TheWall Street Journal recently published a letter from a gentleman who, apparently speaking from personal experience, claimed attention-deficit/hyperactivity disorder (ADHD) is real, then extolled the benefits of the stimulant medications typically prescribed when the diagnosis is made.
Effectively, said gentleman parroted the false narrative peddled by Big Pharma and Big Mental Health — meaning, he is mistaken.
First and foremost, ADHD is not “real” in the same sense as leukemia or diabetes. The latter can be objectively verified and measured. Not so with ADHD. It is a concept, nothing more. No test will reliably identify it. The diagnostic criteria are entirely subjective. Therefore, a person diagnosed as “having” ADHD does not “have” more than a diagnosis.
Practitioners and spokespersons for BP and BMH often refer to the “ADHD gene,” a theoretical entity that supposedly causes either “brain differences” or a “biochemical imbalance.” With apologies to individuals who have swallowed and are emotionally invested in these canards, no body of credible, replicated science has established a cause-and-effect relationship between any biological variable and the behaviors associated with an ADHD diagnosis.
Oh, the powers that be talk about such cause and effect convincingly, obviously, but they cannot produce consistent (if any) hard evidence. The same is true of all psychiatric diagnoses, by the way. Yes, even bipolar disorder. Again, my apologies to those who need them.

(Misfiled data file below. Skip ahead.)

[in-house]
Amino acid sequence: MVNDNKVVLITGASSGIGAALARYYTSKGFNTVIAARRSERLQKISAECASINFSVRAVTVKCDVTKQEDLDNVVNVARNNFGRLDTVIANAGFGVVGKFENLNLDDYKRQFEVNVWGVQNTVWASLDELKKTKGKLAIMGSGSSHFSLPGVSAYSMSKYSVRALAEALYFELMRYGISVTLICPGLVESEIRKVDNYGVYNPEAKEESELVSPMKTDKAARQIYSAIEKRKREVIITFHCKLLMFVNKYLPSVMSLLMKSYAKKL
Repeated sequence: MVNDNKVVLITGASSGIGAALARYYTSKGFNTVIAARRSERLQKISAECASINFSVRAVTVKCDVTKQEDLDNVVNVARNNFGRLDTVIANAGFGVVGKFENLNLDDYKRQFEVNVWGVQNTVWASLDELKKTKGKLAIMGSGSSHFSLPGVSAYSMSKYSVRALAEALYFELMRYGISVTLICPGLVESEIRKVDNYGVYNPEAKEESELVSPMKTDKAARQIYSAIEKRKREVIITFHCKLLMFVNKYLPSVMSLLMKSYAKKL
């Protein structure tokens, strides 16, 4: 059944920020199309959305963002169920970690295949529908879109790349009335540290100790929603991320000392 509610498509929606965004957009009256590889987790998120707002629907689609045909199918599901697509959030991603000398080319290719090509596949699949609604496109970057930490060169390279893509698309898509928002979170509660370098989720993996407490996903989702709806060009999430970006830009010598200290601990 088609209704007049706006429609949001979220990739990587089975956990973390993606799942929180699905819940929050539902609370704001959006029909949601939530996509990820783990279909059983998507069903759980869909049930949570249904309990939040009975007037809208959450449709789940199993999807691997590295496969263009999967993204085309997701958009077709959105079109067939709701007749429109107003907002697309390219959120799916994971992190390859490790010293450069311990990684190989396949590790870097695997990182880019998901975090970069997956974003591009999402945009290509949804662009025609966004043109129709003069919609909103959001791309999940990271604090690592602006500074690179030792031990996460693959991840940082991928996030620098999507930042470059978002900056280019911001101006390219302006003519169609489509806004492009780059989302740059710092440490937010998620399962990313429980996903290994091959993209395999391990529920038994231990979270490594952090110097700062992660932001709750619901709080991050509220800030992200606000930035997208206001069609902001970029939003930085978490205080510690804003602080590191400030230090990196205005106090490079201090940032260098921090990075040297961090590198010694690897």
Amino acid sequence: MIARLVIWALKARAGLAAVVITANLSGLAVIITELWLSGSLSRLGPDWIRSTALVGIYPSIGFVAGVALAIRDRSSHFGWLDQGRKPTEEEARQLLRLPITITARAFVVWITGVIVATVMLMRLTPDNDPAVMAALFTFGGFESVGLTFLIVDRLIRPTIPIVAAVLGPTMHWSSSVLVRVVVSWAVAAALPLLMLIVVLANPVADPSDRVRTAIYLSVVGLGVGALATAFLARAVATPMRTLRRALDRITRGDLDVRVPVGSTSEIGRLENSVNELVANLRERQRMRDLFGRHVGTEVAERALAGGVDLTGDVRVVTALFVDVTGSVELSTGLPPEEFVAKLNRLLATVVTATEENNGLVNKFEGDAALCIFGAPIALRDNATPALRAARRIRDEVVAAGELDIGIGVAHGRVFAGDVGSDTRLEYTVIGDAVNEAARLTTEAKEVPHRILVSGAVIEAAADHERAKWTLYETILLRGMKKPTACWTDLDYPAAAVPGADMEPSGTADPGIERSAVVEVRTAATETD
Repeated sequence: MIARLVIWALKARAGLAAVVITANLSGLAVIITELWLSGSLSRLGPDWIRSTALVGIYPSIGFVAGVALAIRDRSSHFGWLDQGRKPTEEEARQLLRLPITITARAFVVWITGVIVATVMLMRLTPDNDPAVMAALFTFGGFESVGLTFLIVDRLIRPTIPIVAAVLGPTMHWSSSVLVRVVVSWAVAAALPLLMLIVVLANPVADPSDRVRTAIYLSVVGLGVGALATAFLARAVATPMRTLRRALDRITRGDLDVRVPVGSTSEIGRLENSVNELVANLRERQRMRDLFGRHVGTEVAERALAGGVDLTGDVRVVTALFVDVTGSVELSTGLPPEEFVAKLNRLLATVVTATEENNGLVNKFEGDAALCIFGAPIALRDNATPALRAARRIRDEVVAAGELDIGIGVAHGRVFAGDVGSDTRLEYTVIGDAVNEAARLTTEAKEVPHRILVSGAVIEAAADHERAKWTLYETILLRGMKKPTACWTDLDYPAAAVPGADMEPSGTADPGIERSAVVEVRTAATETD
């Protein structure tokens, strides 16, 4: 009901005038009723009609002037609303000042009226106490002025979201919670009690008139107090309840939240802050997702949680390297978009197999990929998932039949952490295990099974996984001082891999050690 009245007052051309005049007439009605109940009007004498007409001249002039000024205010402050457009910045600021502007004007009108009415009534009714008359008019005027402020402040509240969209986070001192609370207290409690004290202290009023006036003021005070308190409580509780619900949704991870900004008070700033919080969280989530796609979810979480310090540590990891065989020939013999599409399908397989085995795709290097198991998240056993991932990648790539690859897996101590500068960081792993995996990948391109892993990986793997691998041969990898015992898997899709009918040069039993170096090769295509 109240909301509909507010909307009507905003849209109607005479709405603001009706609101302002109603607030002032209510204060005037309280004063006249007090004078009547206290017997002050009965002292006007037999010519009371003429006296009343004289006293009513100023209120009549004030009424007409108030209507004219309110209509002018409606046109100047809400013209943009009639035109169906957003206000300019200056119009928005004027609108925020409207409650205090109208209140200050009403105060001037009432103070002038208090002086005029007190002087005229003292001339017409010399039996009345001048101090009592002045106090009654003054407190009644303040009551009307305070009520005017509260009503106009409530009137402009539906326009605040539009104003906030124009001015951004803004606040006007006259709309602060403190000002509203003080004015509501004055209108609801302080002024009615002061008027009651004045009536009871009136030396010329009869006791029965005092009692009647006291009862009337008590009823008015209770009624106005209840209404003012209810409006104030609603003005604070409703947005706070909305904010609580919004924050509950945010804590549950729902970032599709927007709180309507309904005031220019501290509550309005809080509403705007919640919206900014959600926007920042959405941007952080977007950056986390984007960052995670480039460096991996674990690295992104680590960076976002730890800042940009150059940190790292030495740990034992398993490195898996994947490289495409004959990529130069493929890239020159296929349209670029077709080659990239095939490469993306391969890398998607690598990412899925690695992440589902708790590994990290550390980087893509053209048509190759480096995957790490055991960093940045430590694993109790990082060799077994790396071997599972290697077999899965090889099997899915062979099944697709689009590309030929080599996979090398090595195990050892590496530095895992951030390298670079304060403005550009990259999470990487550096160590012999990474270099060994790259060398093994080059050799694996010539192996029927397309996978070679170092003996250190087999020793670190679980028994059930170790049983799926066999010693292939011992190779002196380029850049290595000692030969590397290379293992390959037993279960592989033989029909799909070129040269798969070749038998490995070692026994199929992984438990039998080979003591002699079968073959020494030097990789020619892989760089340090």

The ADHD establishment, people with impressive capital letters after their names, claims that certain test results are associated with the behaviors in question. So? The pertinent issue is whether these tests qualify as science. The answer is, they do not. Having administered them, I assure the reader they are largely superfluous to the diagnosis and are given, in large part, to create the illusion that something scientific is being done to arrive at it.
That brings us to the thorniest issue of all: ADHD medications. ADHD drugs do not produce the paradoxical effect of “slowing people down.” As central nervous system stimulants, they increase attention span (they do so for most folks who take them), and the simple truth is that when someone pays attention to a single task for a reasonable period of time, their activity level will be lower than when their attention is all over the map.
All that said, the behaviors that define an ADHD diagnosis — short attention span and its cascade — are indisputable. Given decades of research failing to definitively identify a biological cause, the most likely explanation lies with environmental factors. People so diagnosed, and especially parents of children with ADHD diagnoses, tend to have a knee-jerk pronounced agitation response to that suggestion. Therefore, falsehoods rule.